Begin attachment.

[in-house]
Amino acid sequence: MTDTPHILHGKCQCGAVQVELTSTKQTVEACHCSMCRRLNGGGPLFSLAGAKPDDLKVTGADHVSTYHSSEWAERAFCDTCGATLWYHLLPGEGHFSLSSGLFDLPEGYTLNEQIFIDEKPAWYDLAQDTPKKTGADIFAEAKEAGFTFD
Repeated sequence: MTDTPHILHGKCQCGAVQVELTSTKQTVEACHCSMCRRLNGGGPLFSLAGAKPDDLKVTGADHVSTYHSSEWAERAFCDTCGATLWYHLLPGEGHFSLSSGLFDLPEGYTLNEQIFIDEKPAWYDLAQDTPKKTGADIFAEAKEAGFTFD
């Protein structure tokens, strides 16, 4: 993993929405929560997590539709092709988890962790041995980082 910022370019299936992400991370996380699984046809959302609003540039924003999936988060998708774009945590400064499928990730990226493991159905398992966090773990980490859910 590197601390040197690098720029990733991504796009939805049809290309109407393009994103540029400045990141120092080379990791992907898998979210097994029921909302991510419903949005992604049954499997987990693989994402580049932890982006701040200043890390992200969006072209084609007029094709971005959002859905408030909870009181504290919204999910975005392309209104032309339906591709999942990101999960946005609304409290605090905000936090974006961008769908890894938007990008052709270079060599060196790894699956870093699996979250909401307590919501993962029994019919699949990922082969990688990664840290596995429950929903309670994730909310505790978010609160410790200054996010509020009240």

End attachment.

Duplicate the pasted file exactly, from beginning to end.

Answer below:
[in-house]
Amino acid sequence: MTDTPHILHGKCQCGAVQVELTSTKQTVEACHCSMCRRLNGGGPLFSLAGAKPDDLKVTGADHVSTYHSSEWAERAFCDTCGATLWYHLLPGEGHFSLSSGLFDLPEGYTLNEQIFIDEKPAWYDLAQDTPKKTGADIFAEAKEAGFTFD
Repeated sequence: MTDTPHILHGKCQCGAVQVELTSTKQTVEACHCSMCRRLNGGGPLFSLAGAKPDDLKVTGADHVSTYHSSEWAERAFCDTCGATLWYHLLPGEGHFSLSSGLFDLPEGYTLNEQIFIDEKPAWYDLAQDTPKKTGADIFAEAKEAGFTFD
């Protein structure tokens, strides 16, 4: 993993929405929560997590539709092709988890962790041995980082 910022370019299936992400991370996380699984046809959302609003540039924003999936988060998708774009945590400064499928990730990226493991159905398992966090773990980490859910 590197601390040197690098720029990733991504796009939805049809290309109407393009994103540029400045990141120092080379990791992907898998979210097994029921909302991510419903949005992604049954499997987990693989994402580049932890982006701040200043890390992200969006072209084609007029094709971005959002859905408030909870009181504290919204999910975005392309209104032309339906591709999942990101999960946005609304409290605090905000936090974006961008769908890894938007990008052709270079060599060196790894699956870093699996979250909401307590919501993962029994019919699949990922082969990688990664840290596995429950929903309670994730909310505790978010609160410790200054996010509020009240």